In this workshop you will learn:
- What kinds of resources are available from the National Center for Biotechnology Information?
- Expert search tips for PubMed and other NCBI resources.
- How to find the full-text of articles cited in NCBI resources?
- How to export citations from NCBI resources to citation management tools like RefWorks?
The workshop is open to all UI students, faculty and staff. There is no need to register. You may bring your lunch if desired. If you have any questions or concerns, please contact Sara Scheib at (319) 335-3024 or firstname.lastname@example.org.
My Friend, Rachel Carson: Shirley Briggs and the Iowa Connection to “Silent Spring”
Fifty years ago, Rachel Carson published “Silent Spring,” a lucid and compelling book about how DDT and other pesticides were damaging the environment and human health. The book called for a change in the way humankind viewed the natural world and became an inspiration for the environmental movement. One of Carson’s staunchest advocates and closest friends was Iowan Shirley Briggs, who met Carson when they worked together at the U.S. Fish and Wildlife Service in the 1940s.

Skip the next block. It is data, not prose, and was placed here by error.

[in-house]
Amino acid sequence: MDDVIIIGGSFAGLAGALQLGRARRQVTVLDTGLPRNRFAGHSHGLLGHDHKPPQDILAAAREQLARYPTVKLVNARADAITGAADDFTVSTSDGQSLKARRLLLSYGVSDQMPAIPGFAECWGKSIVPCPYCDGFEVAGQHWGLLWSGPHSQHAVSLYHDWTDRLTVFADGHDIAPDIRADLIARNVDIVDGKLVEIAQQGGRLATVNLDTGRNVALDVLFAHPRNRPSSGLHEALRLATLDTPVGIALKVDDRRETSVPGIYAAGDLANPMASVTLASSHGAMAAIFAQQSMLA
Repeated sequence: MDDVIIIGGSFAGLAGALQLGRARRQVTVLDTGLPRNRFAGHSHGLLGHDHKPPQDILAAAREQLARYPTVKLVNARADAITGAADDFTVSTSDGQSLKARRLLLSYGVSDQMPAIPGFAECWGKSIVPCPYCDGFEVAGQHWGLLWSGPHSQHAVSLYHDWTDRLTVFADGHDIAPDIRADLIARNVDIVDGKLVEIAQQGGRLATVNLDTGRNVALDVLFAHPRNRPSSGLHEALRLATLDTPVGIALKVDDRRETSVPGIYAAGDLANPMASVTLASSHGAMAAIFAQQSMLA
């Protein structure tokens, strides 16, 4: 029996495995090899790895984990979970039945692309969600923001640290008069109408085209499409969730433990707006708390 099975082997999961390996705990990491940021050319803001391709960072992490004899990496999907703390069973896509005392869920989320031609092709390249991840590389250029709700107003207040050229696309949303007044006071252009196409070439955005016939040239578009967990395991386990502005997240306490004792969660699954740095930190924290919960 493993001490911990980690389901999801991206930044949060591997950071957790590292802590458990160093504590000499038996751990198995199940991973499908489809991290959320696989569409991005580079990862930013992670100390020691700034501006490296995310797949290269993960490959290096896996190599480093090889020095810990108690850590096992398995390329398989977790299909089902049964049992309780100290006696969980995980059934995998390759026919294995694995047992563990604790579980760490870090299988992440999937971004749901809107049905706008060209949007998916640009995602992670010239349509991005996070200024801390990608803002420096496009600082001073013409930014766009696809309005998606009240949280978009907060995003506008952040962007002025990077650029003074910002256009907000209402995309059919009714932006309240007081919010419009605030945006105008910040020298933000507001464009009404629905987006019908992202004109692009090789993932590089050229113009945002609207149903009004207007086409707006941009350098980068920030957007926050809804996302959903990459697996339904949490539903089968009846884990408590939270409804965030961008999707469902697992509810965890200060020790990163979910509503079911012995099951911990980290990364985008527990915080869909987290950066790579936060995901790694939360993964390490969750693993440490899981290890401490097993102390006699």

To recognize this Iowa connection to “Silent Spring,” the University of Iowa Libraries and Office of Sustainability are presenting a symposium and exhibition opening, Thursday, Nov. 15, inspired by the extensive collection of Briggs’ diaries, letters, photos and artwork in the Iowa Women’s Archives.
The symposium begins at 4:30 p.m. Nov. 15 in Phillips Hall Auditorium (100 PH), followed by an opening reception in the UI Sciences Library, where an exhibit of Briggs’ photos, writings, art work and memorabilia will be on display through Jan. 7. “A Sense of Wonder,” a short film about the last days of Rachel Carson as she struggled with cancer, will be shown from noon to 1 p.m., Wednesday, Nov. 14 at the Iowa City Public Library.